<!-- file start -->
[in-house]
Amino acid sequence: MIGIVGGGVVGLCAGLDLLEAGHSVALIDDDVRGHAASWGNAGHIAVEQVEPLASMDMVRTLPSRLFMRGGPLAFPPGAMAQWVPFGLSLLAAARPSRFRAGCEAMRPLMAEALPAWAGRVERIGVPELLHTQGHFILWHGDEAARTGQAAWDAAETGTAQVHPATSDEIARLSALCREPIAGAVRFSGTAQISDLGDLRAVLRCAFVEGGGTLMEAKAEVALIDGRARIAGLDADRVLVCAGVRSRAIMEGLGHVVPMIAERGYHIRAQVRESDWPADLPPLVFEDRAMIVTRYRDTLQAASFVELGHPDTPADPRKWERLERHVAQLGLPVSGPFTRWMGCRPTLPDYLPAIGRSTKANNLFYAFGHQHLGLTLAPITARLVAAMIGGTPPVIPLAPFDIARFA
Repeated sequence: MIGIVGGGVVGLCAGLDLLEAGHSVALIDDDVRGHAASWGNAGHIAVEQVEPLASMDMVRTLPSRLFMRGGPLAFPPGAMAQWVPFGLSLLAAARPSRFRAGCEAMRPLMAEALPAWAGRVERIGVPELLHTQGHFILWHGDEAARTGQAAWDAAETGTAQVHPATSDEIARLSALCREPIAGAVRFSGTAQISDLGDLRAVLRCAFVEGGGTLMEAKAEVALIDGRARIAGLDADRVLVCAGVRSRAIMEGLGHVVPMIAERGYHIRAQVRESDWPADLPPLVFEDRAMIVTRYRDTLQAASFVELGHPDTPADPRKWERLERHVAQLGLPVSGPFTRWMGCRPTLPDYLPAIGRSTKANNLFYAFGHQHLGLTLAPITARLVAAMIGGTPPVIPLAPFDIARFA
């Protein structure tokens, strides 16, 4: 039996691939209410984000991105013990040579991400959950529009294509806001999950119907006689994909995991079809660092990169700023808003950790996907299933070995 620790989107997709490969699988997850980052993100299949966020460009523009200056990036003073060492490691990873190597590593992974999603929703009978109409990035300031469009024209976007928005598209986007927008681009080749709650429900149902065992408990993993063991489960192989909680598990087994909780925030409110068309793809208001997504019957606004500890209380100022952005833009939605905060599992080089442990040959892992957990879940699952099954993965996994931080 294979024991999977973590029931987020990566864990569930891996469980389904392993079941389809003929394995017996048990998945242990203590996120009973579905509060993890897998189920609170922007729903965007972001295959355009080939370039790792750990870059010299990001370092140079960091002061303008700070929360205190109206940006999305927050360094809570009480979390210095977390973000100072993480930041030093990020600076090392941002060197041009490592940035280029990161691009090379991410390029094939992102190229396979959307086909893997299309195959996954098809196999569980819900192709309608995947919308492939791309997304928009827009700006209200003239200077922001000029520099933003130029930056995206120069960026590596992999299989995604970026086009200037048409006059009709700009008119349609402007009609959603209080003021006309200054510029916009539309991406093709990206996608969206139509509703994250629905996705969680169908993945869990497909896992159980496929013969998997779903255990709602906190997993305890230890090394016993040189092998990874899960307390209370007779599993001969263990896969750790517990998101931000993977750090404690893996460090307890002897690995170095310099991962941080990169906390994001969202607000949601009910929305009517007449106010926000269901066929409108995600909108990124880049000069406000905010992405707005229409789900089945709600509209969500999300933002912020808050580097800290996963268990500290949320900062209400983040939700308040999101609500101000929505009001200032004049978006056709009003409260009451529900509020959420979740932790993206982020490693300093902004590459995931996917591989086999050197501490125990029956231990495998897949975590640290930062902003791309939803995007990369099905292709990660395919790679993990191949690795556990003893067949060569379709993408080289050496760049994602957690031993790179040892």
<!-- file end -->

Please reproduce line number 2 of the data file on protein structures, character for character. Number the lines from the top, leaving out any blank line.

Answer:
Amino acid sequence: MIGIVGGGVVGLCAGLDLLEAGHSVALIDDDVRGHAASWGNAGHIAVEQVEPLASMDMVRTLPSRLFMRGGPLAFPPGAMAQWVPFGLSLLAAARPSRFRAGCEAMRPLMAEALPAWAGRVERIGVPELLHTQGHFILWHGDEAARTGQAAWDAAETGTAQVHPATSDEIARLSALCREPIAGAVRFSGTAQISDLGDLRAVLRCAFVEGGGTLMEAKAEVALIDGRARIAGLDADRVLVCAGVRSRAIMEGLGHVVPMIAERGYHIRAQVRESDWPADLPPLVFEDRAMIVTRYRDTLQAASFVELGHPDTPADPRKWERLERHVAQLGLPVSGPFTRWMGCRPTLPDYLPAIGRSTKANNLFYAFGHQHLGLTLAPITARLVAAMIGGTPPVIPLAPFDIARFA